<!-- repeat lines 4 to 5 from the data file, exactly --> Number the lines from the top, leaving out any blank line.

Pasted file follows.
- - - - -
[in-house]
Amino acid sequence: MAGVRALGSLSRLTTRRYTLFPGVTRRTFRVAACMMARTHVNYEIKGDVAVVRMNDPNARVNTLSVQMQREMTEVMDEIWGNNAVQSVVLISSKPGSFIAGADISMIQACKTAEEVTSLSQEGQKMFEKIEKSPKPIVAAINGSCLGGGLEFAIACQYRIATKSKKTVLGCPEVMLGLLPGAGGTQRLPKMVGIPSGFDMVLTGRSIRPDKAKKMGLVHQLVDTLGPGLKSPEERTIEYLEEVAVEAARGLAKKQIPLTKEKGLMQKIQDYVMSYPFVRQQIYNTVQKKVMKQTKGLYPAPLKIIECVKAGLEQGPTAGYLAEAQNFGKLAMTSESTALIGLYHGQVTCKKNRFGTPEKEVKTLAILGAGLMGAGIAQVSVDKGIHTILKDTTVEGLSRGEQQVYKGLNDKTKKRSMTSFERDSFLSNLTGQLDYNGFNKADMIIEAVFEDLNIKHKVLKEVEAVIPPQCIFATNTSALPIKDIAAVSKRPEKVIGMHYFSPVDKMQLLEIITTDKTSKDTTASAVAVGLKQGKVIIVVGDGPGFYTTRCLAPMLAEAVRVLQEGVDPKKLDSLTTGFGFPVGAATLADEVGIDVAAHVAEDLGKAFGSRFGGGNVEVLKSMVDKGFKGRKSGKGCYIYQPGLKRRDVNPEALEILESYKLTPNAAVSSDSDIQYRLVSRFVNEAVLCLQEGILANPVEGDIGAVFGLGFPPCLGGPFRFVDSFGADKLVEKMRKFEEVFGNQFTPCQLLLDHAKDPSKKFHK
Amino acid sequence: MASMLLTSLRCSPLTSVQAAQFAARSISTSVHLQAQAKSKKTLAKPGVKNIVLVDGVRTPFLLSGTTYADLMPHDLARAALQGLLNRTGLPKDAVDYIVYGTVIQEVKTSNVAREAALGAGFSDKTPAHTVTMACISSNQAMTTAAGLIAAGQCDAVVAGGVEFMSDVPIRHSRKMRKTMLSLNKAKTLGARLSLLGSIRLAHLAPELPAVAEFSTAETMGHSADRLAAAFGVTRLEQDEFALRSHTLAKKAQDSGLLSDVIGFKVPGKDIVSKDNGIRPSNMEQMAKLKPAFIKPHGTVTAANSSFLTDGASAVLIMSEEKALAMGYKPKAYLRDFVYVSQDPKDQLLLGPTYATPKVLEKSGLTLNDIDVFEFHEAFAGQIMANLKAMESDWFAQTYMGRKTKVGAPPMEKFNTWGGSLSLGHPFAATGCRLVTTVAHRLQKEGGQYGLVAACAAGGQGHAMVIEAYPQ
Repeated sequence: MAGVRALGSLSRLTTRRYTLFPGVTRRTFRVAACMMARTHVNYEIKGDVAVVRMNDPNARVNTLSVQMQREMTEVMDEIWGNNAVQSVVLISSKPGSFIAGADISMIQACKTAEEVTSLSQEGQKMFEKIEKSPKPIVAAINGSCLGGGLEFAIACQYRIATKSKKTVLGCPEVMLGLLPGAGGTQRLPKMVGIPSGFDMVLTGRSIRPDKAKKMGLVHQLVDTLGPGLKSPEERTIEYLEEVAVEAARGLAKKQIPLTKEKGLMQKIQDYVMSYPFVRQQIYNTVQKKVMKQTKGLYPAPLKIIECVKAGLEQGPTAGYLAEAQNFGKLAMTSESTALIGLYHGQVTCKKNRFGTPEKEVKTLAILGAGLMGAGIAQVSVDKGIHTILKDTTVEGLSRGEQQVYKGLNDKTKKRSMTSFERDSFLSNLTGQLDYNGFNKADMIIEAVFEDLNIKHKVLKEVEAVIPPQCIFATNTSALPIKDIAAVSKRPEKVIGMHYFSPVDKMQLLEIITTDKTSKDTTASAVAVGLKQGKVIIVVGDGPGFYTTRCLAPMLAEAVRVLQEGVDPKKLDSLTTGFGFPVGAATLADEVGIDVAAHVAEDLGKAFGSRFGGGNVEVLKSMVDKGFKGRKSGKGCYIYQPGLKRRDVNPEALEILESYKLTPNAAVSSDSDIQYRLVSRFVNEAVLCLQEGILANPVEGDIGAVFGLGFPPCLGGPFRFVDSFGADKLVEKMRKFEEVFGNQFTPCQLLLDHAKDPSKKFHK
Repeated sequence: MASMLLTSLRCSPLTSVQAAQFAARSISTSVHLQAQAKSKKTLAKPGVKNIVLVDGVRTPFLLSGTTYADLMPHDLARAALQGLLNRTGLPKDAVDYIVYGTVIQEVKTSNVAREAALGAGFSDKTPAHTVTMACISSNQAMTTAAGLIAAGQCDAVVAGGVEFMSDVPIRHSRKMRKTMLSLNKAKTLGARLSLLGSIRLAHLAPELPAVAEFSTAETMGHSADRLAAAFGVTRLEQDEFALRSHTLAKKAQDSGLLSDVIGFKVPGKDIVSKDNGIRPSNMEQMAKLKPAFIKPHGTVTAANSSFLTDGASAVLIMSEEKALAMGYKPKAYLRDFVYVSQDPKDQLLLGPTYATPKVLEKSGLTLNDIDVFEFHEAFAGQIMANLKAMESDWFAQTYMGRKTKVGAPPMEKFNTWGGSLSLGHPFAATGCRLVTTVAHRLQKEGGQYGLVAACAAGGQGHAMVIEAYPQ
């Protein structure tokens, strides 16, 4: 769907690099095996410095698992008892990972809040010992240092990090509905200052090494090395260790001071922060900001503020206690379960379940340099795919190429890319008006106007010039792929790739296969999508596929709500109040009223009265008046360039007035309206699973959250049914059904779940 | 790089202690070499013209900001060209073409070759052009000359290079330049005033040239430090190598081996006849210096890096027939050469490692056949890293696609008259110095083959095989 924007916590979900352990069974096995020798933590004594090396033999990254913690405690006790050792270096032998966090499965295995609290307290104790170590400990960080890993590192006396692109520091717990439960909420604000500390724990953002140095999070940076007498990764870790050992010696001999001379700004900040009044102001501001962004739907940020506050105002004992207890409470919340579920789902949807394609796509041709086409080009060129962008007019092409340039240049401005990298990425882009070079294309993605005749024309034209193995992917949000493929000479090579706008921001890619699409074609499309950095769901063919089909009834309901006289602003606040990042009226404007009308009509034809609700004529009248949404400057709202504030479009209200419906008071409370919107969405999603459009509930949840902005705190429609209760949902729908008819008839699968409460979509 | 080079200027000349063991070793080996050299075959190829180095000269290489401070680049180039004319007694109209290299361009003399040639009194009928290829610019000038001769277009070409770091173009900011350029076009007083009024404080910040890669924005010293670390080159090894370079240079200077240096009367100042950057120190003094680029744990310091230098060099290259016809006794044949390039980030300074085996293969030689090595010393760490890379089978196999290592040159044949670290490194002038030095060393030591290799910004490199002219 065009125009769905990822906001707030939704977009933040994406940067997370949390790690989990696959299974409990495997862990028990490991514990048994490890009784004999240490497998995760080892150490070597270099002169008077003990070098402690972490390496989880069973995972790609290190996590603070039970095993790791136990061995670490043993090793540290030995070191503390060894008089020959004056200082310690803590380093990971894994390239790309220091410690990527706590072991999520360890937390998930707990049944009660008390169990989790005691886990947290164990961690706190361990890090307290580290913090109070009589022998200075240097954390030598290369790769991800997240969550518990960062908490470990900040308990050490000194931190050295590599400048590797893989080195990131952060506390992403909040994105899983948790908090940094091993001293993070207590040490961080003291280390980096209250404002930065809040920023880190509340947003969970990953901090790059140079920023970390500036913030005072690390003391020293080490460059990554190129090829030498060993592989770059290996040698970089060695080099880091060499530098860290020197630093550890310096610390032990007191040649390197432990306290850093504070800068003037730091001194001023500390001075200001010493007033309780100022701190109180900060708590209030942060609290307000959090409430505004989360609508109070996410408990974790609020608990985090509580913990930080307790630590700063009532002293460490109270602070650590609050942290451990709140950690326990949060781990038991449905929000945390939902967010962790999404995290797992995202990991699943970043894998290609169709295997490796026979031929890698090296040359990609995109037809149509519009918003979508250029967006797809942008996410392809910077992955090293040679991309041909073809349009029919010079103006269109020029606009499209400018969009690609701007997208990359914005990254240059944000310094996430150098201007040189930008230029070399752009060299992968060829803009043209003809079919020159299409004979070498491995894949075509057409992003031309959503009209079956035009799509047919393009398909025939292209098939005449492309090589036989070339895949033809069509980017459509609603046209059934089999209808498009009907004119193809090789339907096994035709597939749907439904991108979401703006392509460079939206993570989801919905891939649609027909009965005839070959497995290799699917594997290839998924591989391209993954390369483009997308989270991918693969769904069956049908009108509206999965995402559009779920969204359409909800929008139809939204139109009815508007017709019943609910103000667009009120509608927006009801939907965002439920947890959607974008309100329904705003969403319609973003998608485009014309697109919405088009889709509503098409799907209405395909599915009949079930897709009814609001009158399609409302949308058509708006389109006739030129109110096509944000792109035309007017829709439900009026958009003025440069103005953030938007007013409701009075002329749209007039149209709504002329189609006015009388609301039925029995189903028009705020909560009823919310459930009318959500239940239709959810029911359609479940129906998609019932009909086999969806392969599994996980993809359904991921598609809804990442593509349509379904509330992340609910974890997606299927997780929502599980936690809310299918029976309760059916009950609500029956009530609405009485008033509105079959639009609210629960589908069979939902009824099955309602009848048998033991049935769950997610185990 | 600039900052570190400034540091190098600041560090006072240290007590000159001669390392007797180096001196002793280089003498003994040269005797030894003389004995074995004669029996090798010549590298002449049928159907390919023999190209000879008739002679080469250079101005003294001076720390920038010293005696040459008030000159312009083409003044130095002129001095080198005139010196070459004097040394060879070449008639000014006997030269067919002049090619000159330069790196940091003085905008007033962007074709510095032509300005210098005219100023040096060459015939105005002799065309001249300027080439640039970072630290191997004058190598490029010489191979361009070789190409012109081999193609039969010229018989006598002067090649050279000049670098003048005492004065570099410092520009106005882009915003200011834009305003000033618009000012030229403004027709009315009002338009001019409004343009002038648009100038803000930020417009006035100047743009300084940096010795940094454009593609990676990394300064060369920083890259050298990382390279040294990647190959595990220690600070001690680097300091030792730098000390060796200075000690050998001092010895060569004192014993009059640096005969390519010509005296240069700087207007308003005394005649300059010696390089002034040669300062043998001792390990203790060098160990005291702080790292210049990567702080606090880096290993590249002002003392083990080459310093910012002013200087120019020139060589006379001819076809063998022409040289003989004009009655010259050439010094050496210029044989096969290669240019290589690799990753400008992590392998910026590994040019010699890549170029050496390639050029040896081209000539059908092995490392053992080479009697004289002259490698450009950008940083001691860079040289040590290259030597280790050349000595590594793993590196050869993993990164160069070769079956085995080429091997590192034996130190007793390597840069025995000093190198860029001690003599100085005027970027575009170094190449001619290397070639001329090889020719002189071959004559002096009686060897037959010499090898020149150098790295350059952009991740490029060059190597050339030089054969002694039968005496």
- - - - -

Repeated sequence: MAGVRALGSLSRLTTRRYTLFPGVTRRTFRVAACMMARTHVNYEIKGDVAVVRMNDPNARVNTLSVQMQREMTEVMDEIWGNNAVQSVVLISSKPGSFIAGADISMIQACKTAEEVTSLSQEGQKMFEKIEKSPKPIVAAINGSCLGGGLEFAIACQYRIATKSKKTVLGCPEVMLGLLPGAGGTQRLPKMVGIPSGFDMVLTGRSIRPDKAKKMGLVHQLVDTLGPGLKSPEERTIEYLEEVAVEAARGLAKKQIPLTKEKGLMQKIQDYVMSYPFVRQQIYNTVQKKVMKQTKGLYPAPLKIIECVKAGLEQGPTAGYLAEAQNFGKLAMTSESTALIGLYHGQVTCKKNRFGTPEKEVKTLAILGAGLMGAGIAQVSVDKGIHTILKDTTVEGLSRGEQQVYKGLNDKTKKRSMTSFERDSFLSNLTGQLDYNGFNKADMIIEAVFEDLNIKHKVLKEVEAVIPPQCIFATNTSALPIKDIAAVSKRPEKVIGMHYFSPVDKMQLLEIITTDKTSKDTTASAVAVGLKQGKVIIVVGDGPGFYTTRCLAPMLAEAVRVLQEGVDPKKLDSLTTGFGFPVGAATLADEVGIDVAAHVAEDLGKAFGSRFGGGNVEVLKSMVDKGFKGRKSGKGCYIYQPGLKRRDVNPEALEILESYKLTPNAAVSSDSDIQYRLVSRFVNEAVLCLQEGILANPVEGDIGAVFGLGFPPCLGGPFRFVDSFGADKLVEKMRKFEEVFGNQFTPCQLLLDHAKDPSKKFHK
Repeated sequence: MASMLLTSLRCSPLTSVQAAQFAARSISTSVHLQAQAKSKKTLAKPGVKNIVLVDGVRTPFLLSGTTYADLMPHDLARAALQGLLNRTGLPKDAVDYIVYGTVIQEVKTSNVAREAALGAGFSDKTPAHTVTMACISSNQAMTTAAGLIAAGQCDAVVAGGVEFMSDVPIRHSRKMRKTMLSLNKAKTLGARLSLLGSIRLAHLAPELPAVAEFSTAETMGHSADRLAAAFGVTRLEQDEFALRSHTLAKKAQDSGLLSDVIGFKVPGKDIVSKDNGIRPSNMEQMAKLKPAFIKPHGTVTAANSSFLTDGASAVLIMSEEKALAMGYKPKAYLRDFVYVSQDPKDQLLLGPTYATPKVLEKSGLTLNDIDVFEFHEAFAGQIMANLKAMESDWFAQTYMGRKTKVGAPPMEKFNTWGGSLSLGHPFAATGCRLVTTVAHRLQKEGGQYGLVAACAAGGQGHAMVIEAYPQ